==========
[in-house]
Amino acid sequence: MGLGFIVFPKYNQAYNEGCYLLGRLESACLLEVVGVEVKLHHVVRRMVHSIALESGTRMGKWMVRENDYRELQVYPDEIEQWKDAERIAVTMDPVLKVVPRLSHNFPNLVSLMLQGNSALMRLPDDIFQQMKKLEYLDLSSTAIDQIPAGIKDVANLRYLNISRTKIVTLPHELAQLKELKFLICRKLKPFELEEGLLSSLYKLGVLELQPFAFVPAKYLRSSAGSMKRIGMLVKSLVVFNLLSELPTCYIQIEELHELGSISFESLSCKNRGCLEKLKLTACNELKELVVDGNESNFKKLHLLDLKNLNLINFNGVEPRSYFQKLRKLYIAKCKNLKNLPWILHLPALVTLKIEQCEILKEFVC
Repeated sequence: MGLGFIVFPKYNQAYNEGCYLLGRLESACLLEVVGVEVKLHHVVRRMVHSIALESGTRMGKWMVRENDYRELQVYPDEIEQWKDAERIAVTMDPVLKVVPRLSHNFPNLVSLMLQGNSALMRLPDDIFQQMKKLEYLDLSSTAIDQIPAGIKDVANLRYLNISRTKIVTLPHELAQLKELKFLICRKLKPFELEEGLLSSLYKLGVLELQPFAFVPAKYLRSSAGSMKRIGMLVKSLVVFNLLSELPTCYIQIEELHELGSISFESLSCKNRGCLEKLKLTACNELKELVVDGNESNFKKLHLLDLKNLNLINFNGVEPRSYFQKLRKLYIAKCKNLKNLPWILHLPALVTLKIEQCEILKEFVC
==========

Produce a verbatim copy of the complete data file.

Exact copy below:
[in-house]
Amino acid sequence: MGLGFIVFPKYNQAYNEGCYLLGRLESACLLEVVGVEVKLHHVVRRMVHSIALESGTRMGKWMVRENDYRELQVYPDEIEQWKDAERIAVTMDPVLKVVPRLSHNFPNLVSLMLQGNSALMRLPDDIFQQMKKLEYLDLSSTAIDQIPAGIKDVANLRYLNISRTKIVTLPHELAQLKELKFLICRKLKPFELEEGLLSSLYKLGVLELQPFAFVPAKYLRSSAGSMKRIGMLVKSLVVFNLLSELPTCYIQIEELHELGSISFESLSCKNRGCLEKLKLTACNELKELVVDGNESNFKKLHLLDLKNLNLINFNGVEPRSYFQKLRKLYIAKCKNLKNLPWILHLPALVTLKIEQCEILKEFVC
Repeated sequence: MGLGFIVFPKYNQAYNEGCYLLGRLESACLLEVVGVEVKLHHVVRRMVHSIALESGTRMGKWMVRENDYRELQVYPDEIEQWKDAERIAVTMDPVLKVVPRLSHNFPNLVSLMLQGNSALMRLPDDIFQQMKKLEYLDLSSTAIDQIPAGIKDVANLRYLNISRTKIVTLPHELAQLKELKFLICRKLKPFELEEGLLSSLYKLGVLELQPFAFVPAKYLRSSAGSMKRIGMLVKSLVVFNLLSELPTCYIQIEELHELGSISFESLSCKNRGCLEKLKLTACNELKELVVDGNESNFKKLHLLDLKNLNLINFNGVEPRSYFQKLRKLYIAKCKNLKNLPWILHLPALVTLKIEQCEILKEFVC